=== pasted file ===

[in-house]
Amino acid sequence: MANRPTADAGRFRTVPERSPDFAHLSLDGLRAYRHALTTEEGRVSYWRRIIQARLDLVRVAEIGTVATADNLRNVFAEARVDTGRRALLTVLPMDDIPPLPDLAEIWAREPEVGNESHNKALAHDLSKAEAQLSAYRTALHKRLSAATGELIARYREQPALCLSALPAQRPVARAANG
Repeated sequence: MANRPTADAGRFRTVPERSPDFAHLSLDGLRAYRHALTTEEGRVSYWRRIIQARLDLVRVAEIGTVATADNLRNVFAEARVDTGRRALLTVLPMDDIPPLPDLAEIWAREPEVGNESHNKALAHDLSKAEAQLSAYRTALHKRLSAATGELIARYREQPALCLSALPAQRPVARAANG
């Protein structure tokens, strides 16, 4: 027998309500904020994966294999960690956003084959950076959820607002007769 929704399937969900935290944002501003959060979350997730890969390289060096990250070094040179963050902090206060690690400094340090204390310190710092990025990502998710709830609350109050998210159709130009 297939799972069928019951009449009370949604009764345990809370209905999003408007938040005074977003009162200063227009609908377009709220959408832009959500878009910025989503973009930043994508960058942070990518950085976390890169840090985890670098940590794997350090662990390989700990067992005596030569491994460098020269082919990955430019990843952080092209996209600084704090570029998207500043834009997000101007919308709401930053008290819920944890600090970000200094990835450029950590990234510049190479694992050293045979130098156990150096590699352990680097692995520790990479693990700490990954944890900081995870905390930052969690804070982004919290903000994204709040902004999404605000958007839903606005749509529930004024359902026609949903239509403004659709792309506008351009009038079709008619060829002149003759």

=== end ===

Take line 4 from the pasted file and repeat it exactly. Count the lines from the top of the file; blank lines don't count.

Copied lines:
């Protein structure tokens, strides 16, 4: 027998309500904020994966294999960690956003084959950076959820607002007769 929704399937969900935290944002501003959060979350997730890969390289060096990250070094040179963050902090206060690690400094340090204390310190710092990025990502998710709830609350109050998210159709130009 297939799972069928019951009449009370949604009764345990809370209905999003408007938040005074977003009162200063227009609908377009709220959408832009959500878009910025989503973009930043994508960058942070990518950085976390890169840090985890670098940590794997350090662990390989700990067992005596030569491994460098020269082919990955430019990843952080092209996209600084704090570029998207500043834009997000101007919308709401930053008290819920944890600090970000200094990835450029950590990234510049190479694992050293045979130098156990150096590699352990680097692995520790990479693990700490990954944890900081995870905390930052969690804070982004919290903000994204709040902004999404605000958007839903606005749509529930004024359902026609949903239509403004659709792309506008351009009038079709008619060829002149003759």